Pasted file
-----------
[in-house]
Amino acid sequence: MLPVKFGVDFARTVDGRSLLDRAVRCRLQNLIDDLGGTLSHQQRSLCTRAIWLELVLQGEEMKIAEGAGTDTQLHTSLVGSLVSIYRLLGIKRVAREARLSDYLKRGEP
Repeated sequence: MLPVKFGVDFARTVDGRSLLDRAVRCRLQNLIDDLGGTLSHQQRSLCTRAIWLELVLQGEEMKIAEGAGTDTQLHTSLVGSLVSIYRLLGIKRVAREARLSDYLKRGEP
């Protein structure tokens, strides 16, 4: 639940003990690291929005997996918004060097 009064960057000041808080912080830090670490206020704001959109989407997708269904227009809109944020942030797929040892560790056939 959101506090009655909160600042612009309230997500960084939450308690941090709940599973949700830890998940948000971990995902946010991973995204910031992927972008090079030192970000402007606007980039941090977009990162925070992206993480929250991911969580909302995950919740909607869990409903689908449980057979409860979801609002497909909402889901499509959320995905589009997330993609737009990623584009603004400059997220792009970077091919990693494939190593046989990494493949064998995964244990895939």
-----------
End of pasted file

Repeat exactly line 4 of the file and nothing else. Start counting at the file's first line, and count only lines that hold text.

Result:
């Protein structure tokens, strides 16, 4: 639940003990690291929005997996918004060097 009064960057000041808080912080830090670490206020704001959109989407997708269904227009809109944020942030797929040892560790056939 959101506090009655909160600042612009309230997500960084939450308690941090709940599973949700830890998940948000971990995902946010991973995204910031992927972008090079030192970000402007606007980039941090977009990162925070992206993480929250991911969580909302995950919740909607869990409903689908449980057979409860979801609002497909909402889901499509959320995905589009997330993609737009990623584009603004400059997220792009970077091919990693494939190593046989990494493949064998995964244990895939």